The plain meaning of “driving under the influence” seems at first blush to indicate you must be actually driving to be convicted of a DUI offense. But, in fact, this is not the law in Minnesota. Believe it or not, it is possible to be cited for these offenses if you are deemed to have “physical control” over your vehicle–even if you have not driven it or do not intend to. Let's take a more in-depth look at the Minnesota interpretation of physical control and the actions you can take to act responsibly and avoid a citation.
The idea of physical control has been interpreted by the Minnesota Supreme Court to include a wide range of activities that go beyond the actual operation of a motor vehicle. This extremely broad legal interpretation of physical control is rooted in the theory that it will dissuade intoxicated individuals from even interacting with their vehicle in any way except as passengers with a sober driver.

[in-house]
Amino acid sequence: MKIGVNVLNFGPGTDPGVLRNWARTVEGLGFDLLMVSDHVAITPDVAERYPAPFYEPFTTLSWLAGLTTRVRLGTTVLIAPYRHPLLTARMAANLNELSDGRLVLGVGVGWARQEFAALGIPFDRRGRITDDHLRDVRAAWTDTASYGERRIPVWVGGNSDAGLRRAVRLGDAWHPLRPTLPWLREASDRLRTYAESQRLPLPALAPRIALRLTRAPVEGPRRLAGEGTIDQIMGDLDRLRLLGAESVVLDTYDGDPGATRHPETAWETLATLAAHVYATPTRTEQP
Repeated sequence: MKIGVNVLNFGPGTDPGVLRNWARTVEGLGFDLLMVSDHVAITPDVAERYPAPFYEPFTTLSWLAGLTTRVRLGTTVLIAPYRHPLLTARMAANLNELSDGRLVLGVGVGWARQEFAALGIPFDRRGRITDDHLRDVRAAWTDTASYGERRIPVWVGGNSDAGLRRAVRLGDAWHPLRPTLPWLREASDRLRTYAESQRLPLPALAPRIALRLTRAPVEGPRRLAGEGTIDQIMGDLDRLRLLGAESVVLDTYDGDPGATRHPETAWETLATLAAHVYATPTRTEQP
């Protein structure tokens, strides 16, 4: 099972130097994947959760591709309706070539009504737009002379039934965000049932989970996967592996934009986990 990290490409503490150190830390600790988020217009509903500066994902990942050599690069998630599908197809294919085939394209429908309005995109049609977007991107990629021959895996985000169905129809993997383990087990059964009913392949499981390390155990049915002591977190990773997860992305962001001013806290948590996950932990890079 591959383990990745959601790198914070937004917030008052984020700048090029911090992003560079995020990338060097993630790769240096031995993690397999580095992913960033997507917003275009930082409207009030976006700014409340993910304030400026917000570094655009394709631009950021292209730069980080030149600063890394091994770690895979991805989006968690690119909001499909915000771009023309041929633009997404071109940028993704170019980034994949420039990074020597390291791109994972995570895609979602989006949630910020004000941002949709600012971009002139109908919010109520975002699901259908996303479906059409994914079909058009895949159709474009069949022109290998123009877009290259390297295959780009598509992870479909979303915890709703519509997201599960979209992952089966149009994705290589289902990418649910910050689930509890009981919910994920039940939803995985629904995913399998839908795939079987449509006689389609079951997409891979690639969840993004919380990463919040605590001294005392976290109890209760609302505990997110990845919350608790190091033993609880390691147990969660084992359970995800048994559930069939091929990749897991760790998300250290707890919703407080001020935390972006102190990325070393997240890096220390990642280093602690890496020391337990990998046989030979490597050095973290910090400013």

It is important to know that you could be cited for physical control DWI/DUI without even being inside your vehicle. In fact, in one case a woman was cited for this offense when her vehicle was pulled to the side of the road and she was standing beside her vehicle's flat tire. The engine was running and no one else was present so she was deemed to be in physical control of her vehicle.
Other individuals have been cited for physical control DWI/DUI because they entered their vehicle and were found sleeping in the front or even back seats. Even an unconscious individual is considered to have physical control of his or her vehicle.
The good news is it is easy to avoid a physical control DWI/DUI citation. If you find you are no longer fit to drive, give your keys to a friend or family member and ask them to drive you home. If that is not an option, then stay away from your vehicle and call for a ride home.
If you are facing DWI charges, you need experienced legal counsel. Contact Olson Defense for vigorous defense and unrivaled results.